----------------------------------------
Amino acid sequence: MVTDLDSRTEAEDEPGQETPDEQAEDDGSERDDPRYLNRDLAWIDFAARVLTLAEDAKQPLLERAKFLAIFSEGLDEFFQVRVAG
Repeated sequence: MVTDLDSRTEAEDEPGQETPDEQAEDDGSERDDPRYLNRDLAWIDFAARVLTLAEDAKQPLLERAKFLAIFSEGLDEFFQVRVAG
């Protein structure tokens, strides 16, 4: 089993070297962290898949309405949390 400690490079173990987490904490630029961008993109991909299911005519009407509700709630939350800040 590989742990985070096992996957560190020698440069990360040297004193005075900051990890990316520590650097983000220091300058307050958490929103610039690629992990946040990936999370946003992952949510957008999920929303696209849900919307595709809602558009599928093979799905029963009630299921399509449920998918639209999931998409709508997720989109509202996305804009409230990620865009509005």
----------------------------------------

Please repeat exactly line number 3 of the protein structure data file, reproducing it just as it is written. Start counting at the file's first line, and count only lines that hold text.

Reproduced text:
């Protein structure tokens, strides 16, 4: 089993070297962290898949309405949390 400690490079173990987490904490630029961008993109991909299911005519009407509700709630939350800040 590989742990985070096992996957560190020698440069990360040297004193005075900051990890990316520590650097983000220091300058307050958490929103610039690629992990946040990936999370946003992952949510957008999920929303696209849900919307595709809602558009599928093979799905029963009630299921399509449920998918639209999931998409709508997720989109509202996305804009409230990620865009509005």